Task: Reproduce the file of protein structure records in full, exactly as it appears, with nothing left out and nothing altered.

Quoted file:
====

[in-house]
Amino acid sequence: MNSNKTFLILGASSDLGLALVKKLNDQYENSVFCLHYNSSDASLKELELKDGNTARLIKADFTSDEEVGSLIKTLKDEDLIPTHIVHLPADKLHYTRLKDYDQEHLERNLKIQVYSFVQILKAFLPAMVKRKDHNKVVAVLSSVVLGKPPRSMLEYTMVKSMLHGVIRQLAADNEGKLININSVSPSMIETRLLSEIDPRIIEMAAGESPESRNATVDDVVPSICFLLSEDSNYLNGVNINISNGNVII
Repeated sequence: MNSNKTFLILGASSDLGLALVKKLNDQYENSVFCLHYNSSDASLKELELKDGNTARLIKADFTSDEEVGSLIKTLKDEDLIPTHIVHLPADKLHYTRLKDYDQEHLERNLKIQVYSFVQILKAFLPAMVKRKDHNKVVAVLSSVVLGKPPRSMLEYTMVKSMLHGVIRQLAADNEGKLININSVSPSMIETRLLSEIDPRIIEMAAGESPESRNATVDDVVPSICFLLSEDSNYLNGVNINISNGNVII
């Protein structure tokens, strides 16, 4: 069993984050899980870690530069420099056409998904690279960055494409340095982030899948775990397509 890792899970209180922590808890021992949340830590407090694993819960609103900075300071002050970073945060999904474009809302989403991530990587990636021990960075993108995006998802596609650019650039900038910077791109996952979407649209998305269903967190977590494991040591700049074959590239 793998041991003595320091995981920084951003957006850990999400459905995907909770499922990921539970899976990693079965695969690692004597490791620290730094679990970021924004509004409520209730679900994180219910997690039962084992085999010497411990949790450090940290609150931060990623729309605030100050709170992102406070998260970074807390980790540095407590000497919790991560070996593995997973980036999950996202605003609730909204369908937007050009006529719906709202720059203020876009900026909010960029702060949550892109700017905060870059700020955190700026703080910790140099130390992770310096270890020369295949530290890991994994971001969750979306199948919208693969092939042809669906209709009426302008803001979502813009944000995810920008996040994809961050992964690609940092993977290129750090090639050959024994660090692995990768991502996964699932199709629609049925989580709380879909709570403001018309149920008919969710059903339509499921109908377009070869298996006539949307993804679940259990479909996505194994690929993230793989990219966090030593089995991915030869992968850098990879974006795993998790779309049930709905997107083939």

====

[in-house]
Amino acid sequence: MNSNKTFLILGASSDLGLALVKKLNDQYENSVFCLHYNSSDASLKELELKDGNTARLIKADFTSDEEVGSLIKTLKDEDLIPTHIVHLPADKLHYTRLKDYDQEHLERNLKIQVYSFVQILKAFLPAMVKRKDHNKVVAVLSSVVLGKPPRSMLEYTMVKSMLHGVIRQLAADNEGKLININSVSPSMIETRLLSEIDPRIIEMAAGESPESRNATVDDVVPSICFLLSEDSNYLNGVNINISNGNVII
Repeated sequence: MNSNKTFLILGASSDLGLALVKKLNDQYENSVFCLHYNSSDASLKELELKDGNTARLIKADFTSDEEVGSLIKTLKDEDLIPTHIVHLPADKLHYTRLKDYDQEHLERNLKIQVYSFVQILKAFLPAMVKRKDHNKVVAVLSSVVLGKPPRSMLEYTMVKSMLHGVIRQLAADNEGKLININSVSPSMIETRLLSEIDPRIIEMAAGESPESRNATVDDVVPSICFLLSEDSNYLNGVNINISNGNVII
């Protein structure tokens, strides 16, 4: 069993984050899980870690530069420099056409998904690279960055494409340095982030899948775990397509 890792899970209180922590808890021992949340830590407090694993819960609103900075300071002050970073945060999904474009809302989403991530990587990636021990960075993108995006998802596609650019650039900038910077791109996952979407649209998305269903967190977590494991040591700049074959590239 793998041991003595320091995981920084951003957006850990999400459905995907909770499922990921539970899976990693079965695969690692004597490791620290730094679990970021924004509004409520209730679900994180219910997690039962084992085999010497411990949790450090940290609150931060990623729309605030100050709170992102406070998260970074807390980790540095407590000497919790991560070996593995997973980036999950996202605003609730909204369908937007050009006529719906709202720059203020876009900026909010960029702060949550892109700017905060870059700020955190700026703080910790140099130390992770310096270890020369295949530290890991994994971001969750979306199948919208693969092939042809669906209709009426302008803001979502813009944000995810920008996040994809961050992964690609940092993977290129750090090639050959024994660090692995990768991502996964699932199709629609049925989580709380879909709570403001018309149920008919969710059903339509499921109908377009070869298996006539949307993804679940259990479909996505194994690929993230793989990219966090030593089995991915030869992968850098990879974006795993998790779309049930709905997107083939």